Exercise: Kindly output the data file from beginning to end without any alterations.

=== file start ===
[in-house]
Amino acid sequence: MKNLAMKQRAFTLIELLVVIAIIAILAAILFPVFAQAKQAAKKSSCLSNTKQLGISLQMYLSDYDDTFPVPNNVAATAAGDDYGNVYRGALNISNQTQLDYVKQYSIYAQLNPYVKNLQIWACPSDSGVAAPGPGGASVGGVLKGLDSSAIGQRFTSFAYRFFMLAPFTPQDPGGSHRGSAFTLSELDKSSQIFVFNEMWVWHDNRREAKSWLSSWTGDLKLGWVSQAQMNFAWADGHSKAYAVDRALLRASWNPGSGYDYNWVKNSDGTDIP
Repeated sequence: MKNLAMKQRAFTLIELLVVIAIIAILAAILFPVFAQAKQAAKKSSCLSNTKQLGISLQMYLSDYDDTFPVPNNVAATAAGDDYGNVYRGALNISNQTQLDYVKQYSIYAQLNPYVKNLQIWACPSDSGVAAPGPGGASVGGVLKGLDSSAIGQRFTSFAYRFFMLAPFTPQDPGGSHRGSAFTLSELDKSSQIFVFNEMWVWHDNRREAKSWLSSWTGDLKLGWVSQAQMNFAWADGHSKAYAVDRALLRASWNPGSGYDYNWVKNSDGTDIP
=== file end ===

[in-house]
Amino acid sequence: MKNLAMKQRAFTLIELLVVIAIIAILAAILFPVFAQAKQAAKKSSCLSNTKQLGISLQMYLSDYDDTFPVPNNVAATAAGDDYGNVYRGALNISNQTQLDYVKQYSIYAQLNPYVKNLQIWACPSDSGVAAPGPGGASVGGVLKGLDSSAIGQRFTSFAYRFFMLAPFTPQDPGGSHRGSAFTLSELDKSSQIFVFNEMWVWHDNRREAKSWLSSWTGDLKLGWVSQAQMNFAWADGHSKAYAVDRALLRASWNPGSGYDYNWVKNSDGTDIP
Repeated sequence: MKNLAMKQRAFTLIELLVVIAIIAILAAILFPVFAQAKQAAKKSSCLSNTKQLGISLQMYLSDYDDTFPVPNNVAATAAGDDYGNVYRGALNISNQTQLDYVKQYSIYAQLNPYVKNLQIWACPSDSGVAAPGPGGASVGGVLKGLDSSAIGQRFTSFAYRFFMLAPFTPQDPGGSHRGSAFTLSELDKSSQIFVFNEMWVWHDNRREAKSWLSSWTGDLKLGWVSQAQMNFAWADGHSKAYAVDRALLRASWNPGSGYDYNWVKNSDGTDIP